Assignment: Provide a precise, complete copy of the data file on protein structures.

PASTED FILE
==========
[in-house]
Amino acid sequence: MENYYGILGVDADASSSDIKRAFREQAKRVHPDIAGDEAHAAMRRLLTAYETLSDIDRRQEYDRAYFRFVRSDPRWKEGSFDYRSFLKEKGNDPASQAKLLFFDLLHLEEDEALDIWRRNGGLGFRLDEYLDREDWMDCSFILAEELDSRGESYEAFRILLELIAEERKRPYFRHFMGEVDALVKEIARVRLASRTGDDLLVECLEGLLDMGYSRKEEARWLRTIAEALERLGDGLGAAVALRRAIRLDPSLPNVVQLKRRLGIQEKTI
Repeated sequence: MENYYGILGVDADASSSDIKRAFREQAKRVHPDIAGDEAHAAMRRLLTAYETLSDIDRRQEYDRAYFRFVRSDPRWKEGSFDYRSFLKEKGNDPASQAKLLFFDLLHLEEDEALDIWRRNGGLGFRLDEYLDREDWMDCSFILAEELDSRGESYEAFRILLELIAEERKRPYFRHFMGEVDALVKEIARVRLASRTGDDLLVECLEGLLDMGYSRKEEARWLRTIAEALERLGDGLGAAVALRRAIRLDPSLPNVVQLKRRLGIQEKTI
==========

[in-house]
Amino acid sequence: MENYYGILGVDADASSSDIKRAFREQAKRVHPDIAGDEAHAAMRRLLTAYETLSDIDRRQEYDRAYFRFVRSDPRWKEGSFDYRSFLKEKGNDPASQAKLLFFDLLHLEEDEALDIWRRNGGLGFRLDEYLDREDWMDCSFILAEELDSRGESYEAFRILLELIAEERKRPYFRHFMGEVDALVKEIARVRLASRTGDDLLVECLEGLLDMGYSRKEEARWLRTIAEALERLGDGLGAAVALRRAIRLDPSLPNVVQLKRRLGIQEKTI
Repeated sequence: MENYYGILGVDADASSSDIKRAFREQAKRVHPDIAGDEAHAAMRRLLTAYETLSDIDRRQEYDRAYFRFVRSDPRWKEGSFDYRSFLKEKGNDPASQAKLLFFDLLHLEEDEALDIWRRNGGLGFRLDEYLDREDWMDCSFILAEELDSRGESYEAFRILLELIAEERKRPYFRHFMGEVDALVKEIARVRLASRTGDDLLVECLEGLLDMGYSRKEEARWLRTIAEALERLGDGLGAAVALRRAIRLDPSLPNVVQLKRRLGIQEKTI